Care worker jailed for life for ‘brutal and ferocious’ murder of 13-year-old
A care worker jailed for life for the “brutal and ferocious” murder of 13-year-old Lucy McHugh had previously been detained for holding a group of youngsters and staff hostage at a children’s home, a court has heard.
Stephen Nicholson, 25, was convicted following a four-week trial at Winchester Crown Court of the murder of the schoolgirl, as well as three counts of rape when she was aged 12.
Sentencing Nicholson to life imprisonment with a minimum of 33 years, the judge, Mrs Justice May, said: “This was a pitiless attack on a child following months of sexual exploitation.
“The prosecution has described it as an execution and I am satisfied this is correct.
“The combination of his cold narcissism and hot anger dictated that she had to be put out of the way and he saw to it that this was done.”
Nicholson, who showed no emotion, was also given 17-year concurrent prison sentences for each of the rape charges.
He was also jailed for nine months to run concurrently for the offence of sexual activity with a child in relation to another girl aged 14 in 2012.
The defendant, described by police as a “predatory paedophile”, lured Lucy to woodland at the outdoor Southampton Sports Centre on July 25 last year where he stabbed her 27 times in the neck and upper body.
He carried out the “premeditated” murder to silence Lucy who had threatened to reveal his year-long sexual abuse of her while living as a lodger in her family home.
Lucy had also said that she would tell her mother that Nicholson had got her pregnant although a post-mortem examination showed that she was not pregnant at the time of her death.
William Mousley QC, prosecuting, told the court that Nicholson had been jailed in 2010 for two years for holding staff and youngsters at a children’s home hostage at knifepoint.
He said that at the age of 14, Nicholson, while under the influence of amphetamines, returned to the home where he was living late at night on December 16 2009, and armed himself with a number of knives.
The defendant then took both adult staff members hostage and held a knife to the throat of a female worker before corralling the youngsters, including one with learning difficulties, into the same room.
Mr Mousley added: “He stole over £1,000 from a safe, held another resident at knifepoint and stole a staff member’s car, making off and damaging the vehicle.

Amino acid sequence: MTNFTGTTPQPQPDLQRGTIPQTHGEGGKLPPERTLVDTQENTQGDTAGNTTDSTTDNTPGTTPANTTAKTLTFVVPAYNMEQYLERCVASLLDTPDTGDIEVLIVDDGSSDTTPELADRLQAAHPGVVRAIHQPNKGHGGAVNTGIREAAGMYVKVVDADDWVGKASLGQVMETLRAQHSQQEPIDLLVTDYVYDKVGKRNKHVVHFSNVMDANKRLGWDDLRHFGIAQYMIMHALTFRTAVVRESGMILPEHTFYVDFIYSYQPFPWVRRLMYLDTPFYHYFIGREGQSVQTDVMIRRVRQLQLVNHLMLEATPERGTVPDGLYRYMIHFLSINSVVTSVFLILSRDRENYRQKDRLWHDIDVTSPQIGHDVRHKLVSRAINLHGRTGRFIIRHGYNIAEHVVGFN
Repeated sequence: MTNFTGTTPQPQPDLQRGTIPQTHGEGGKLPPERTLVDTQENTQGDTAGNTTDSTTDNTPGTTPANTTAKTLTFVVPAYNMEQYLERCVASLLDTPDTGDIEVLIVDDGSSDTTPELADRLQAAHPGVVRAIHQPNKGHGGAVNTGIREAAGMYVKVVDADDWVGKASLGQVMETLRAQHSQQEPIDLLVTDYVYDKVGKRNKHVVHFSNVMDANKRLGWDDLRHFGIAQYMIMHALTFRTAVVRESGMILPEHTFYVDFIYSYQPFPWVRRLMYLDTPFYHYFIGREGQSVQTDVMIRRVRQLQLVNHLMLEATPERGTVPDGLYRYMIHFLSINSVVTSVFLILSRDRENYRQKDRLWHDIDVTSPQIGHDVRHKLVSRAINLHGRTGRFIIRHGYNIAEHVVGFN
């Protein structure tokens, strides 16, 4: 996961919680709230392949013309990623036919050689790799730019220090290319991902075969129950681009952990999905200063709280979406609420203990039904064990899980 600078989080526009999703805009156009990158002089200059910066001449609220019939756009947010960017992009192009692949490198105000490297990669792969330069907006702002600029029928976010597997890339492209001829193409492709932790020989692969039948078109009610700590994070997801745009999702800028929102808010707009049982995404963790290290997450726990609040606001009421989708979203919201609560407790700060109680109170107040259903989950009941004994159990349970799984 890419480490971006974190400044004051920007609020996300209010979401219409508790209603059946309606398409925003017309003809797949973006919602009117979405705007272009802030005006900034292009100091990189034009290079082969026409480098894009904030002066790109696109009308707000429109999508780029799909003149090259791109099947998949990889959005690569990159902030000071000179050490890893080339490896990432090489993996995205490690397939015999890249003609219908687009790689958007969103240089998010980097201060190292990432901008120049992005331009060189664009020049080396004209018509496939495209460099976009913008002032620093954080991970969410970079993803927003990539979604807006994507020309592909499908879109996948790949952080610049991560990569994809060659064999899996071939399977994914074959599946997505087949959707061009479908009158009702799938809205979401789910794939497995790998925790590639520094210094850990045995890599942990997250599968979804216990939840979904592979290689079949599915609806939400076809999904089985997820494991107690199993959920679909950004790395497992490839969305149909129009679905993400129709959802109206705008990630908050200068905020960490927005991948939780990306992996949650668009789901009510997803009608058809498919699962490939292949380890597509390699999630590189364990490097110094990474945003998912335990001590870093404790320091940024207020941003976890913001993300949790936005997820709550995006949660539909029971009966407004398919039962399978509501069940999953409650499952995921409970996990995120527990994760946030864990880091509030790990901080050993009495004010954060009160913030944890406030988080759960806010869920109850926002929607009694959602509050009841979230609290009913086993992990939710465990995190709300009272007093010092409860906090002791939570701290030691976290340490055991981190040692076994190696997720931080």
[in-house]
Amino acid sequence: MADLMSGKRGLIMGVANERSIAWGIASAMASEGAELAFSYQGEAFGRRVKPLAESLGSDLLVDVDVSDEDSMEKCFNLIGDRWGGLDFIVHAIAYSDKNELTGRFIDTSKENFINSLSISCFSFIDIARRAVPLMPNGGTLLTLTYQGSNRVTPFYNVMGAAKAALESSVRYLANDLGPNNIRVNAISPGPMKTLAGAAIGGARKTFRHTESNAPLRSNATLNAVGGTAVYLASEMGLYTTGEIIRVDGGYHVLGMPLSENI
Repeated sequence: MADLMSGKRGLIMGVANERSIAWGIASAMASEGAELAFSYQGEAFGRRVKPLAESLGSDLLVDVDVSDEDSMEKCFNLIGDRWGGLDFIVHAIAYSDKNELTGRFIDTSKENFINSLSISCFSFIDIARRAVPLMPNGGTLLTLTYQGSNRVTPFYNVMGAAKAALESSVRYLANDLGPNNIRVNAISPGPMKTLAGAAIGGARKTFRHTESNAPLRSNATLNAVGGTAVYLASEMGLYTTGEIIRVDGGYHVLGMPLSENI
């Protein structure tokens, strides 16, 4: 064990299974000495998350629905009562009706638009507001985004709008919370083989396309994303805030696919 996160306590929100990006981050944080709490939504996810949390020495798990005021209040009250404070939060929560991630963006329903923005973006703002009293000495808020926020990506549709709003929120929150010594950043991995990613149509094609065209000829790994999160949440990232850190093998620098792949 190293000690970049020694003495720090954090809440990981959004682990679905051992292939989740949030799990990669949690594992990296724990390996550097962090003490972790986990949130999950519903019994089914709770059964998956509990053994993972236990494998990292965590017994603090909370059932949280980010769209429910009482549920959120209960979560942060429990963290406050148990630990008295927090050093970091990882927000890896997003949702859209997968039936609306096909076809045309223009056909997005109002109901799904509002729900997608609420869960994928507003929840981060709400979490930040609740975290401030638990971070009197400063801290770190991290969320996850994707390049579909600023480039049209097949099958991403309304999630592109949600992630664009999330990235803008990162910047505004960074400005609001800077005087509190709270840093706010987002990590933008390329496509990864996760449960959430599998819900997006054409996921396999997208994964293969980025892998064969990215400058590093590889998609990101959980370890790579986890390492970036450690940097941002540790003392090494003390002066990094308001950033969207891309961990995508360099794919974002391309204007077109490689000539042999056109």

“He said he was intoxicated and experienced a feeling of power when he committed the offences.”
The prosecutor said that Nicholson was given a further year’s detention when he barricaded himself into the prison canteen at a young offender’s institute with three other inmates.
He said that Nicholson “tried to stab a staff member” and explained he launched the disturbance as a form of protest against the terms of his early release.
Mr Mousley said that Nicholson was also jailed in August 2018 for 14 months for refusing to reveal his Facebook password to police investigating Lucy’s murder.
Mr Mousley described Lucy as “vulnerable” because of her age and because she had been diagnosed as having ADHD, and said the murder was premeditated and an “execution-style” killing.
The investigation into Lucy’s death, described by the CPS as “one of the largest in criminal history”, was hampered when Nicholson refused to give police his Facebook password.
After applying through the US courts for access to his account, prosecutors only received a log of his Facebook contacts with Lucy but not the content of any messages, on the day that the trial started.
The defendant, who admitted dealing cannabis, told the court that he had not wanted to reveal his drug contacts out of fear they would attack his family.
A serious case review has been launched to probe the handling of Lucy’s case by Southampton City Council’s social services after they were alerted twice by her schools about her relationship with the defendant but decided to take no action.
The judge said: “The question is how social services could have arrived at that conclusion not once but twice given what Lucy had told friends and what Nicholson has been convicted of.”
Nicholson was linked to the murder through DNA evidence from both him and Lucy found on clothing, described by prosecutors as his “murder kit”, which was discarded in woodland in Tanner’s Brook, about a mile from the murder scene.
He also tried to cover his tracks by inflicting wounds on Lucy that could be interpreted as self-inflicted and also posed in different clothing on CCTV at a Tesco Express store.